The Viking Route Ice Run: Vikingarännet 2013

By | Tuesday, Jan 22, 2013

Being in Scandinavia or more exact, in Sweden, there is one sport event coming up very soon, that is more unusual and interesting than others: the Vikings Ice Race or Vikingarännet in Swedish. 80 kilometer long ice skating between the town Uppsala and Stockholm, Sweden’s capital city.

Viking Run ice skate race

The idea of a Viking Ice Race popped up when visitors from the skating organisation from Holland visited Sweden after their Eleven Cities Tour (Elfstedentocht) of 1997 together with the winner of that years competition. An investigation started which later did show that the only route possible of a Swedish skate competition is just the route Uppsala-Stockholm, because it’s there the safest ices are with not so much open water.

To skate between Uppsala and Stockholm had been a classic route for all kinds of ice skaters for many years already before the Viking Run started for the first time in 1999, organized by the Friluftsfrämjandet organization and the Swedish skate association including other sponsors.

In 2013 it’s scheduled to go off at the 10th of February around 8am at Skarholmen, Uppsala and finish in Hässelby, a suburban of Stockholm. The Viking Run race is probably the worlds longest recurring ice skate race that take place on only natural ice and not on a special built up or artificial ice track.

There are actually several different races:

  • The Vikingarännet 80 km start in Uppsala
  • Tjejrännet (Women Race) 35 km start in Sigtuna
  • A short race of 15 km start in Kungsängen

The race got it’s name from following the ancient Viking transport routes on lake Mälaren, but you don’t have to be a Viking to participate. All types of skates are allowed and I actually hope for some participants to choose similar skates as the Vikings!

Yes, even the Vikings did skate, but their skates were made of animal thigh/shin bones, had no shoe and were attached by leather strings only. At just one spot on the Swedish island Björkö, in the Viking town Birka, they found 70 skates together.

In this year’s vikingarännet there are more participants from other countries in Europe, like Great Britain, Belgium and Holland (last years winner) of course – so obviously this Swedish competition starts to be more known around Europe’s ice skaters.

If you have the opportunity to get there, there are plenty of places where you can see the ice skaters swooshing by. Or why not sign up for the race? Go to vikingarannet.com to signup or get more information.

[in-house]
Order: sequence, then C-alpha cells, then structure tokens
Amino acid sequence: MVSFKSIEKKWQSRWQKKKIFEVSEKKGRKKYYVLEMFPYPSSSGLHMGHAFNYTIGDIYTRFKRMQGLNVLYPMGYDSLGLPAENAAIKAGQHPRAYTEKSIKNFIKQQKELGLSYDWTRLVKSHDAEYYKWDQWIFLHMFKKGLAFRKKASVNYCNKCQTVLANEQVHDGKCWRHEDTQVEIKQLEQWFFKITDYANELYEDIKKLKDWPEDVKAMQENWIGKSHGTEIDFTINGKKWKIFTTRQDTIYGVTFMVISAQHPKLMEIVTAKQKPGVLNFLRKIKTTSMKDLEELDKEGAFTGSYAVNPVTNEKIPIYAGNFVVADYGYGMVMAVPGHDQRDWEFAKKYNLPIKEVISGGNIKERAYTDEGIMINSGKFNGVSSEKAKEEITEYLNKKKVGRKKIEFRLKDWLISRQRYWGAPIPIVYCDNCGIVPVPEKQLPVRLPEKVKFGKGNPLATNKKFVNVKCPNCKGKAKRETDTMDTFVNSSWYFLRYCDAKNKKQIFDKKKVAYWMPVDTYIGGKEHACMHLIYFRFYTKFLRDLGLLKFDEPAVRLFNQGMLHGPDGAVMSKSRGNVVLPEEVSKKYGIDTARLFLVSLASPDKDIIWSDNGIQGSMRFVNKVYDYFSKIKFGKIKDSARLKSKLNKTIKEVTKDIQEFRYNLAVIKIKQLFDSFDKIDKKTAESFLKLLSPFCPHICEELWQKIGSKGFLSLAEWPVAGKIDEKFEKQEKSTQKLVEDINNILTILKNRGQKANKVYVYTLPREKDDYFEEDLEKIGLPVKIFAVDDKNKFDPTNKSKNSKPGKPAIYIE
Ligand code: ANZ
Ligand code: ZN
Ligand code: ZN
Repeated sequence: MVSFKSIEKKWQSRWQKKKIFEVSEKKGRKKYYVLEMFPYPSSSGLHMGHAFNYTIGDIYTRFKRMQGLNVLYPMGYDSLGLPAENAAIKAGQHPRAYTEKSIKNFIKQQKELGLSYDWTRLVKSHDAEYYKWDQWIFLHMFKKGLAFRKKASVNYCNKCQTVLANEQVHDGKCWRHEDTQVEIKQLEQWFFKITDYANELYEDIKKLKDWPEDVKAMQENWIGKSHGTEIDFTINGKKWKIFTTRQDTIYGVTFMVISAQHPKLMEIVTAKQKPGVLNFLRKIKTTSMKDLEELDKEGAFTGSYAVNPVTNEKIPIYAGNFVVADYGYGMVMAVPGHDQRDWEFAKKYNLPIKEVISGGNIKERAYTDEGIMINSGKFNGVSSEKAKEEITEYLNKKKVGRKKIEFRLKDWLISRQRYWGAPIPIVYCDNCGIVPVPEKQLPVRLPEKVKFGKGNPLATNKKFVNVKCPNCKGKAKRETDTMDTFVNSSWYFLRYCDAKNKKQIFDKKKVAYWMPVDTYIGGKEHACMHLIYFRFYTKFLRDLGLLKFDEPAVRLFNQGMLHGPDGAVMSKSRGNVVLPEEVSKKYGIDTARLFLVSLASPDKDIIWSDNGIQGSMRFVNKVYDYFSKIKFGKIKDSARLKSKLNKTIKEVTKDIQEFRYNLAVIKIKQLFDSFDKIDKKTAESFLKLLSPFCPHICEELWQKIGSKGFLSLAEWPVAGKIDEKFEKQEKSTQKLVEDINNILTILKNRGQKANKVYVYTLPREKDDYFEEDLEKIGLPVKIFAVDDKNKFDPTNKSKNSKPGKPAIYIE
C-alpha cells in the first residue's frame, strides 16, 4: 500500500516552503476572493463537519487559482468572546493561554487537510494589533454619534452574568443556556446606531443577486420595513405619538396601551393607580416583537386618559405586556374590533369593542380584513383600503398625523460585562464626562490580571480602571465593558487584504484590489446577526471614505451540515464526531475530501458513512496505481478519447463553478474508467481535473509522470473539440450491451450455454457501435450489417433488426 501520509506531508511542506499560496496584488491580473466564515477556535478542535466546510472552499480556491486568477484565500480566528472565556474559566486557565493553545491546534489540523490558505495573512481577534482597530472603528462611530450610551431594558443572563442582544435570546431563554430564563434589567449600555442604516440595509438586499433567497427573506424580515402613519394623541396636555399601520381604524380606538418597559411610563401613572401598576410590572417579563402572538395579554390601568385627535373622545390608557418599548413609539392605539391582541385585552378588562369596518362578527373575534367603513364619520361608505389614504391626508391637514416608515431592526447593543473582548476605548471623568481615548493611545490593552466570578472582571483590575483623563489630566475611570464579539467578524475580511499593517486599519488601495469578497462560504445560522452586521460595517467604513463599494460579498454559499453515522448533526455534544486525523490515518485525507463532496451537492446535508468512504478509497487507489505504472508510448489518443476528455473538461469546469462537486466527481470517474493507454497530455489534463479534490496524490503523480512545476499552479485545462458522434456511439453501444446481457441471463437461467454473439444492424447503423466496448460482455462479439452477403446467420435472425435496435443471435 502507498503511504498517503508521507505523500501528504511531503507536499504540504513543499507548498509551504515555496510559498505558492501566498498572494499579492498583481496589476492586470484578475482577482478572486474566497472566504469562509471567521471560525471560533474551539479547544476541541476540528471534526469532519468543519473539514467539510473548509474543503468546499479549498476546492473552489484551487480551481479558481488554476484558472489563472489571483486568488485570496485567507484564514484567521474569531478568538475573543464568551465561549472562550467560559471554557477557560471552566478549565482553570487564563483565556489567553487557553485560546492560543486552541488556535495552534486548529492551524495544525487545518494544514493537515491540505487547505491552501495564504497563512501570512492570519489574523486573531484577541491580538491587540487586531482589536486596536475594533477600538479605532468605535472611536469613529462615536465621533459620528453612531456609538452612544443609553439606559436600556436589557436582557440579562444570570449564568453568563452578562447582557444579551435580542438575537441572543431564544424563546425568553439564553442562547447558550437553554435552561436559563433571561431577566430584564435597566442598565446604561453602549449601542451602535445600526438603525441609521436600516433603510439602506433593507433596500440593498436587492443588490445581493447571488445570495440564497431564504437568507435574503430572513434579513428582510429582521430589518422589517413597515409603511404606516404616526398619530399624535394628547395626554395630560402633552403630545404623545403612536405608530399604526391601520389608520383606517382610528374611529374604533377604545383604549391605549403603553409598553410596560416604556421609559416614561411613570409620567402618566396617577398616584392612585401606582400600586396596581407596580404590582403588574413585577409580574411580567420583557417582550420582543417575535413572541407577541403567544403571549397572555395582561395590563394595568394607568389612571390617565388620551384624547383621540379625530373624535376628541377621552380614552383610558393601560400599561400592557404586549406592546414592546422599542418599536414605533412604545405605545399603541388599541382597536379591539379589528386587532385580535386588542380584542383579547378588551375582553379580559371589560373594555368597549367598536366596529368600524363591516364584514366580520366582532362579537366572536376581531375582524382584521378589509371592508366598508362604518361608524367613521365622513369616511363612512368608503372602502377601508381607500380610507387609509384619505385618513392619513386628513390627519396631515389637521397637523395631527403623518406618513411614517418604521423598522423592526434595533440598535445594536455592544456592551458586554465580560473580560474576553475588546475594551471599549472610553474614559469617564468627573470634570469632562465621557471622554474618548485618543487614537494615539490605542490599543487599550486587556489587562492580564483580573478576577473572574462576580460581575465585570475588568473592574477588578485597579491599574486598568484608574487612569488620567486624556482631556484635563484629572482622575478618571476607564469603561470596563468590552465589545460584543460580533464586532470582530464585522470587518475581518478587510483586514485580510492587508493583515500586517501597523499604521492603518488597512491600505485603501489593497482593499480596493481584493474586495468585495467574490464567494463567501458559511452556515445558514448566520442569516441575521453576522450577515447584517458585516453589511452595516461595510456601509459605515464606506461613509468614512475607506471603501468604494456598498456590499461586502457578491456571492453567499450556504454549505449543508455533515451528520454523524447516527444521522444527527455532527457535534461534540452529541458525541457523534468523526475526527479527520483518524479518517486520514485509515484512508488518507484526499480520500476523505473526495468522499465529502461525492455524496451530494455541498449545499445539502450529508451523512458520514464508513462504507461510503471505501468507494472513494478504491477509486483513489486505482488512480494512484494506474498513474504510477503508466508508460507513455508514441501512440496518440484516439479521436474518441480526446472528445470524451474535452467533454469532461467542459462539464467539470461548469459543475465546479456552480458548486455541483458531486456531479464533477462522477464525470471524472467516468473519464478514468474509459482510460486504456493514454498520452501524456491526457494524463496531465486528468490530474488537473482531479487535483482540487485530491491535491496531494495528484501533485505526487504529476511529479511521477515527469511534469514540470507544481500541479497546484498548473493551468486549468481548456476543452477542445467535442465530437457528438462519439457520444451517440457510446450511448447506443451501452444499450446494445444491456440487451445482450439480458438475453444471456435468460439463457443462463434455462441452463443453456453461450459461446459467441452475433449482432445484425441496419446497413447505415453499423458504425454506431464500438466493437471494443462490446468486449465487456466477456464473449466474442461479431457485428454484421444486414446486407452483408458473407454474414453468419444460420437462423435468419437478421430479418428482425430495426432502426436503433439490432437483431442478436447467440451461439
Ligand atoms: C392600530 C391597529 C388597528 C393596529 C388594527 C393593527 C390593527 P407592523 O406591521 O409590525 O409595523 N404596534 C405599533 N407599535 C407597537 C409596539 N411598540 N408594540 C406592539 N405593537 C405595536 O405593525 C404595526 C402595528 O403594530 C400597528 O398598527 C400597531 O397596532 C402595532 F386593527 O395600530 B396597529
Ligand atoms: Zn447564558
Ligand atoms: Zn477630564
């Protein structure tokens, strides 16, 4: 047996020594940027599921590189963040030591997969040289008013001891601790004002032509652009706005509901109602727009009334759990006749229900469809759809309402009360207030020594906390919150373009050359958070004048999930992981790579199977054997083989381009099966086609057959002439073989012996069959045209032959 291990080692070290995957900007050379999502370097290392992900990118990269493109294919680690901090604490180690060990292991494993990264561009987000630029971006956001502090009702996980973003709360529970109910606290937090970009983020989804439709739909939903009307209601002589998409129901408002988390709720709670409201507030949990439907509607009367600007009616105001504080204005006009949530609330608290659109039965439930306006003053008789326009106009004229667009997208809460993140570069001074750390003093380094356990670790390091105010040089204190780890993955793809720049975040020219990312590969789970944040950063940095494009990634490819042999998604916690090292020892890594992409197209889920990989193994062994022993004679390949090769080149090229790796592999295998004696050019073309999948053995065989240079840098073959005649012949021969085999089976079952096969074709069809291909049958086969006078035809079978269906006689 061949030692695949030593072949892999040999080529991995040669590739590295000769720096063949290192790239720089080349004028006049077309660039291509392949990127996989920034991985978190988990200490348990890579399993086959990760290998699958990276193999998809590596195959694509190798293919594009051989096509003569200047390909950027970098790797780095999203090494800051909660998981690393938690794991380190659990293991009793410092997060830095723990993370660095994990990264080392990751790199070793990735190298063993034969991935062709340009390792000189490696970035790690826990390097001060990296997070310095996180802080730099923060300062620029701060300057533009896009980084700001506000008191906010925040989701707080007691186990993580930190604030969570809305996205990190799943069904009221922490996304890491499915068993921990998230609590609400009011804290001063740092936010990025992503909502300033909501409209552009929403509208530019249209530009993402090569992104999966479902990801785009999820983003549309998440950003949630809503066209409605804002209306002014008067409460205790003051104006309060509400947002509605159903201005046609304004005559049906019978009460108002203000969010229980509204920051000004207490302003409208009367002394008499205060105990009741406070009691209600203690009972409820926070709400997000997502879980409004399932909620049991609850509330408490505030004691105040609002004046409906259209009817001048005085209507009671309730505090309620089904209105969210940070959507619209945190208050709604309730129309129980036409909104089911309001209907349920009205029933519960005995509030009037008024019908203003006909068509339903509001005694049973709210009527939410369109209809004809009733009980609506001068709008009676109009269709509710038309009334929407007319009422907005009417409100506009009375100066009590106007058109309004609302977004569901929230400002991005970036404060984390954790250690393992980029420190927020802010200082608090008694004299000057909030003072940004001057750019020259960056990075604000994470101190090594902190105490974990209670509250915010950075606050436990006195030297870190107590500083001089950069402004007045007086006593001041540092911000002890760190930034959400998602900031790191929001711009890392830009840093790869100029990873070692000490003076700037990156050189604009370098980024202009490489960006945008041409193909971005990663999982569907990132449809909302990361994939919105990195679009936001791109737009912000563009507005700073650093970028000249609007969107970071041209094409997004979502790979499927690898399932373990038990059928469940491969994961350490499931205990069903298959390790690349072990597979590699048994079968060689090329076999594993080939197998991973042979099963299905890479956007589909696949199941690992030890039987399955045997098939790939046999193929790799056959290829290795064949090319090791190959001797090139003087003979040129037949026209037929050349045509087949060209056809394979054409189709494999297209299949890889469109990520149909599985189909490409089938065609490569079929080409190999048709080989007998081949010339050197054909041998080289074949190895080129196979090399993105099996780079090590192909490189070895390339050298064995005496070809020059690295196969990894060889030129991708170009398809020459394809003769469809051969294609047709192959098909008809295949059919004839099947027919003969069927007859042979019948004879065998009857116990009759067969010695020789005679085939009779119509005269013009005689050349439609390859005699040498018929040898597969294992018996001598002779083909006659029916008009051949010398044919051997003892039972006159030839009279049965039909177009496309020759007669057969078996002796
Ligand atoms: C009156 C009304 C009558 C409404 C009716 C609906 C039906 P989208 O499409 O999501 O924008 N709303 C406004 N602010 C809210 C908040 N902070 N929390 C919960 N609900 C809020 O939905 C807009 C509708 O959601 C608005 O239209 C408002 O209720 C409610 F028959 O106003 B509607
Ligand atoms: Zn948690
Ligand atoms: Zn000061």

Sign up for a distance that suits you, read the rules properly (ex. Ice prods are compulsory), prepare yourself to skate strong as a Viking, hope for great weather reports and have fun racing!

Lets hope the cold weather will continue, so there will be great ice’s for skating, you never know with the Swedish weather…

To get there:

From Europe there are low budget airlines like Norwegian.com or Ryanair.com to fly you to Stockholm, but I would try to get a Norwegian flight in the first hand, because you will arrive at Arlanda airport, which is much closer to the event than Skavsta airport where Ryanair arrives.

I also recommend that you take the arlandaexpress.com into Stockholm City Center or if you are going to Uppsala, take the special flightbus 801 between Arlanda airport and Uppsala. Also have a look at the arrivalguides.com and look up either Stockholm or Uppsala to get more start info about the two cities.

Special thanks to:

Anders Tysk, secretary-general and one of the originators of Vikingarännet for replying to my request, providing me with more information and pictures from the competition to use when writing this blog post.

©Lifecruiser Love Viking Ice Run

 

Viking Run Map 2013

The Viking Run (Vikingarännet) 2013 Map, (click to see details)

 

4 thoughts on “The Viking Route Ice Run: Vikingarännet 2013

  1. Lifecruiser Post author

    Yes Tink, I’ve heard of the Elfstedentocht and actually mentioned it in the first paragraph below the photo of the ice skaters, but I guess you missed it :-)

    I also did knew that you would spot this post and come here reading and commenting! Always very welcome.

    I was even thinking of adding the wikipedia-link to it that you added here, so thank you for that – now it’s here in the comments at least!

    ((Hugs to you both from us both))

  2. greg

    My friends and I have completed the 80km race three times now, 2007, 2010, and 2013; it is always a great adventure! As far as I can tell there are not many Americans who participate. It is an incredible sight to see thousands of skaters of all ages skating along the old Viking route.

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